It seems like just last year that 2006 spring semester was starting. Actually, I have only vague memories of anything to do with State School.
I'm taking two evening classes this semester. Today's was the laboriously titled "Language Arts and Social Studies Methods." The professor, Ms. W2, has a very bizarre accent. Born in New York, she went to school in England. As a result, her accent, which I can tell would be, without the time abroad, a very thick and typical "New Yawkah" brogue with broad vowels, has been twisted into a bizarre melange of that and the poshest, final-R dropping British speech. She's both fascinating and somehow disturbing to listen to at the same time.
She's also one of those teachers that seem to love to treat those who are learning to become teachers as little children themselves; we got stickers and a poem and had to make an "about me burger" (with spaces to respond to trivial personal questions on a picture of a bun, lettuce, cheese, etc).
Under "Things that bother me" I put "Filling out children's work, which infantilizes the learning process." Under "What I enjoy doing" I put "Listening to music" and "Worshipping Dagon, the fish-god of the Levantine people." I guess that proves what I put under "Words to describe me:" "Impatient with those who ought to know better."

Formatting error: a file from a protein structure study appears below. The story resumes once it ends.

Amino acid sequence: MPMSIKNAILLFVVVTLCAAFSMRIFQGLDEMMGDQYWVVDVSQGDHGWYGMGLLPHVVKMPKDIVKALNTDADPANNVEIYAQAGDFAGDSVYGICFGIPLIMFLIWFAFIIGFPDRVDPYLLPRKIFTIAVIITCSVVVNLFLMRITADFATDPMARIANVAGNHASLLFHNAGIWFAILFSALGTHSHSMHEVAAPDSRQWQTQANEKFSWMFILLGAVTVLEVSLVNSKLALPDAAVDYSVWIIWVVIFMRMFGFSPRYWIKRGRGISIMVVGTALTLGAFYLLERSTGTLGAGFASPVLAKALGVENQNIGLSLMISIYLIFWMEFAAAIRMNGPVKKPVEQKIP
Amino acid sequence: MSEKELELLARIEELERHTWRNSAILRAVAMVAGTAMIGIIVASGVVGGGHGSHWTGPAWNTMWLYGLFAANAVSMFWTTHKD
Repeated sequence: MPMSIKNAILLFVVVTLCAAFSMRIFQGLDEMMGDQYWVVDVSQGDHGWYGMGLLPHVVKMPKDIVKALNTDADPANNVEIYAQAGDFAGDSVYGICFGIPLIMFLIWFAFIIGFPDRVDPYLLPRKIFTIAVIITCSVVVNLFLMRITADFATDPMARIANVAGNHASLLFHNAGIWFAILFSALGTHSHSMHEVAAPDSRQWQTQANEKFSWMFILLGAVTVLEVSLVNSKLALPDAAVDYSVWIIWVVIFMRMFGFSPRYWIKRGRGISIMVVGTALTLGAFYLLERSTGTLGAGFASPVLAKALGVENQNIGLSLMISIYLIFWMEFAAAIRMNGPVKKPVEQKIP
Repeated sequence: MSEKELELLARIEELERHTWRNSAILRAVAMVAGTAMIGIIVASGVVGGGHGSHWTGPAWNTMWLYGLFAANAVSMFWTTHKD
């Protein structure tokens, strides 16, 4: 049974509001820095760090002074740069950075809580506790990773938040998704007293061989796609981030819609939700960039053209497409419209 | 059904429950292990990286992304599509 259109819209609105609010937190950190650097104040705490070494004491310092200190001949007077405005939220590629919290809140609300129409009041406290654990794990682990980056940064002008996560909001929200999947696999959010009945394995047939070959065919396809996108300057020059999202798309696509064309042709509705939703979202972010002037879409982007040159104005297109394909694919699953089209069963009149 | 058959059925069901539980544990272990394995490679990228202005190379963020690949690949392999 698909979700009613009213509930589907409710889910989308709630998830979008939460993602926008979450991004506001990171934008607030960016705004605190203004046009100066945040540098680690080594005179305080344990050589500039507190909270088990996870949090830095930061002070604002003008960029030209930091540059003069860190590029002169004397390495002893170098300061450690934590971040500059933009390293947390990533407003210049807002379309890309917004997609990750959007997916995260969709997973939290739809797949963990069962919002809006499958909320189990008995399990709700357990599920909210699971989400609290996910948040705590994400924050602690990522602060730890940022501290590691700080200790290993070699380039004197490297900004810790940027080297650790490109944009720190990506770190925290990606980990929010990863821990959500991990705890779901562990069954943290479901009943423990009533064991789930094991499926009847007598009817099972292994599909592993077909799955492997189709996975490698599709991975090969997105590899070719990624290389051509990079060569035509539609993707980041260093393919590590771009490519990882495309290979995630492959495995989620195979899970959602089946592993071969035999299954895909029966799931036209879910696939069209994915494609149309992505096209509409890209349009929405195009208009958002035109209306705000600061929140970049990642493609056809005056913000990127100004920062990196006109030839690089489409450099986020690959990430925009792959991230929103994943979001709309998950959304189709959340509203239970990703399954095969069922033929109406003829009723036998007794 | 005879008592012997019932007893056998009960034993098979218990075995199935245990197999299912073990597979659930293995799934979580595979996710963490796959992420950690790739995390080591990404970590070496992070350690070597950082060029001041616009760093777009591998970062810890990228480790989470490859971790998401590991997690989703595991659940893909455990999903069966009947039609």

What a colossal asshole I can be.
We also did a childish "get to know each other" activity where we linked arms in a big line around the classroom. Another terrific way to spend valuable class time.
We labelled states on a blank map of the US. Most of my fellow teachers-to-be correctly identified around ten to fifteen states. How sad is that? I got 46; the next closest was 44. There's a three and a half year old kid in my pre-K class who knows all the states by shape and their location on the map. I'm not saying that's normal, but it's so eminently attainable. This isn't African countries or something esoteric; it's our country's most basic geopolitical makeup! Lord, people are willfully ignorant.
Ms. W2 used the jigsaw approach on us as well, breaking us into small groups. We each studied a different handout on strategies for teaching social studies, devised an outline for the handout on poster paper and presented it to the rest of the group.
There were other silly games too, like sharing "bio-poems" (something I had to write for Diagnostic Reading last semester), more useless meet and greet material based on, of all things, where we'd like to go on vacation and how and what we like to eat and what magazine we'd read and blah blah feckety blah, some handout with emotion icons on it we were supposed to identify with, some quotes from Maya Angelou, and etc.
Is this time-wasting a tacit admission by State School that they are actually incapable of giving teachers concrete information on pedagogy and content? whatever, I think I'm done with writing about tonight's class now. Maybe we will get down to brass tacks next time.